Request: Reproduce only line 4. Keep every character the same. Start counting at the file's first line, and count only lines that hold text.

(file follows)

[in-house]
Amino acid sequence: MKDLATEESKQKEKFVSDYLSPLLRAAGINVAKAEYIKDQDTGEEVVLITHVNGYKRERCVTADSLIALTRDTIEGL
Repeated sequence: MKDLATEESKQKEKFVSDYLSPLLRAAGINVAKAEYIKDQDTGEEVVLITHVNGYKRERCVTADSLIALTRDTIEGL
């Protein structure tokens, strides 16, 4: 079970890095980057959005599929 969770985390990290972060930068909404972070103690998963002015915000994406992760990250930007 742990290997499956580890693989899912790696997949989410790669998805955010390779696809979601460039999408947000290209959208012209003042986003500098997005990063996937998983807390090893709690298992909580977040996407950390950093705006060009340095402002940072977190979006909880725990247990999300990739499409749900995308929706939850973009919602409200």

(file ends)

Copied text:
């Protein structure tokens, strides 16, 4: 079970890095980057959005599929 969770985390990290972060930068909404972070103690998963002015915000994406992760990250930007 742990290997499956580890693989899912790696997949989410790669998805955010390779696809979601460039999408947000290209959208012209003042986003500098997005990063996937998983807390090893709690298992909580977040996407950390950093705006060009340095402002940072977190979006909880725990247990999300990739499409749900995308929706939850973009919602409200």